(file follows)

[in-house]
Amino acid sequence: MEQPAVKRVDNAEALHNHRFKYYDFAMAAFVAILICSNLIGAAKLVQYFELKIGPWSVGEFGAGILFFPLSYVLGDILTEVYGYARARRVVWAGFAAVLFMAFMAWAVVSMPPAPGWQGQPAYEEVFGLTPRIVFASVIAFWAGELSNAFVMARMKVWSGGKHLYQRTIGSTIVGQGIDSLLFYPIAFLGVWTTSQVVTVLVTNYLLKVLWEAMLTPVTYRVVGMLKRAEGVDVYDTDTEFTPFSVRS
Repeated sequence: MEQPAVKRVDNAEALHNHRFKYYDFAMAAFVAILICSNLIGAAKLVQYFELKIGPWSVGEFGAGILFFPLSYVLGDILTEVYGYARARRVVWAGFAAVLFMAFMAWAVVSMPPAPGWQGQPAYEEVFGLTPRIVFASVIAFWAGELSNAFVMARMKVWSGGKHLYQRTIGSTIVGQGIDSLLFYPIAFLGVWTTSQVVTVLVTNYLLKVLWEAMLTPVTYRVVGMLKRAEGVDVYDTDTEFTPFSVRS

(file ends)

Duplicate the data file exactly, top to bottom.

[in-house]
Amino acid sequence: MEQPAVKRVDNAEALHNHRFKYYDFAMAAFVAILICSNLIGAAKLVQYFELKIGPWSVGEFGAGILFFPLSYVLGDILTEVYGYARARRVVWAGFAAVLFMAFMAWAVVSMPPAPGWQGQPAYEEVFGLTPRIVFASVIAFWAGELSNAFVMARMKVWSGGKHLYQRTIGSTIVGQGIDSLLFYPIAFLGVWTTSQVVTVLVTNYLLKVLWEAMLTPVTYRVVGMLKRAEGVDVYDTDTEFTPFSVRS
Repeated sequence: MEQPAVKRVDNAEALHNHRFKYYDFAMAAFVAILICSNLIGAAKLVQYFELKIGPWSVGEFGAGILFFPLSYVLGDILTEVYGYARARRVVWAGFAAVLFMAFMAWAVVSMPPAPGWQGQPAYEEVFGLTPRIVFASVIAFWAGELSNAFVMARMKVWSGGKHLYQRTIGSTIVGQGIDSLLFYPIAFLGVWTTSQVVTVLVTNYLLKVLWEAMLTPVTYRVVGMLKRAEGVDVYDTDTEFTPFSVRS